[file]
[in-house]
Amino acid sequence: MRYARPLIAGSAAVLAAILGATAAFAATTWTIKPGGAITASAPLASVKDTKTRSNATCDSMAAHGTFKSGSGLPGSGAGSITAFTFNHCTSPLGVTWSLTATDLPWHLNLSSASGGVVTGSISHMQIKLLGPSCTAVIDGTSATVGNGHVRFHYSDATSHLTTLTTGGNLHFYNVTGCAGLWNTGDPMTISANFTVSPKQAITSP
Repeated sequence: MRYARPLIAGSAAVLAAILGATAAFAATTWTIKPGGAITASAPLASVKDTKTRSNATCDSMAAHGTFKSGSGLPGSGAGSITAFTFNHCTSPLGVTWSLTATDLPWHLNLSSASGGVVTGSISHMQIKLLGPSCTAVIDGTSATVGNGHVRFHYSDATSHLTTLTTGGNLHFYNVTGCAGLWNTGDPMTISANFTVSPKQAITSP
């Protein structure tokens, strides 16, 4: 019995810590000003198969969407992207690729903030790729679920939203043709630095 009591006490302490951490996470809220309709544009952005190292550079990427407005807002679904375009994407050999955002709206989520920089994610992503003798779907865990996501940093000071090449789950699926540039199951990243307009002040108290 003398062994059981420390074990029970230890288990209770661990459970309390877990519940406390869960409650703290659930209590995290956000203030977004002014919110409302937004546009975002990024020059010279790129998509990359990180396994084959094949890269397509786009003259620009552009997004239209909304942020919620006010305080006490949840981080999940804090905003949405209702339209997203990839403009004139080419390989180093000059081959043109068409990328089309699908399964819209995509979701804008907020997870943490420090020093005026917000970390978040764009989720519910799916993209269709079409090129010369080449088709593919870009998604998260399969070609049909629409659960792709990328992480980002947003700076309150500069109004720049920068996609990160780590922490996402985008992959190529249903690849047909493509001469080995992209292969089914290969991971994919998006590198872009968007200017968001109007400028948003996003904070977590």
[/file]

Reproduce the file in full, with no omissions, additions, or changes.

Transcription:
[in-house]
Amino acid sequence: MRYARPLIAGSAAVLAAILGATAAFAATTWTIKPGGAITASAPLASVKDTKTRSNATCDSMAAHGTFKSGSGLPGSGAGSITAFTFNHCTSPLGVTWSLTATDLPWHLNLSSASGGVVTGSISHMQIKLLGPSCTAVIDGTSATVGNGHVRFHYSDATSHLTTLTTGGNLHFYNVTGCAGLWNTGDPMTISANFTVSPKQAITSP
Repeated sequence: MRYARPLIAGSAAVLAAILGATAAFAATTWTIKPGGAITASAPLASVKDTKTRSNATCDSMAAHGTFKSGSGLPGSGAGSITAFTFNHCTSPLGVTWSLTATDLPWHLNLSSASGGVVTGSISHMQIKLLGPSCTAVIDGTSATVGNGHVRFHYSDATSHLTTLTTGGNLHFYNVTGCAGLWNTGDPMTISANFTVSPKQAITSP
């Protein structure tokens, strides 16, 4: 019995810590000003198969969407992207690729903030790729679920939203043709630095 009591006490302490951490996470809220309709544009952005190292550079990427407005807002679904375009994407050999955002709206989520920089994610992503003798779907865990996501940093000071090449789950699926540039199951990243307009002040108290 003398062994059981420390074990029970230890288990209770661990459970309390877990519940406390869960409650703290659930209590995290956000203030977004002014919110409302937004546009975002990024020059010279790129998509990359990180396994084959094949890269397509786009003259620009552009997004239209909304942020919620006010305080006490949840981080999940804090905003949405209702339209997203990839403009004139080419390989180093000059081959043109068409990328089309699908399964819209995509979701804008907020997870943490420090020093005026917000970390978040764009989720519910799916993209269709079409090129010369080449088709593919870009998604998260399969070609049909629409659960792709990328992480980002947003700076309150500069109004720049920068996609990160780590922490996402985008992959190529249903690849047909493509001469080995992209292969089914290969991971994919998006590198872009968007200017968001109007400028948003996003904070977590």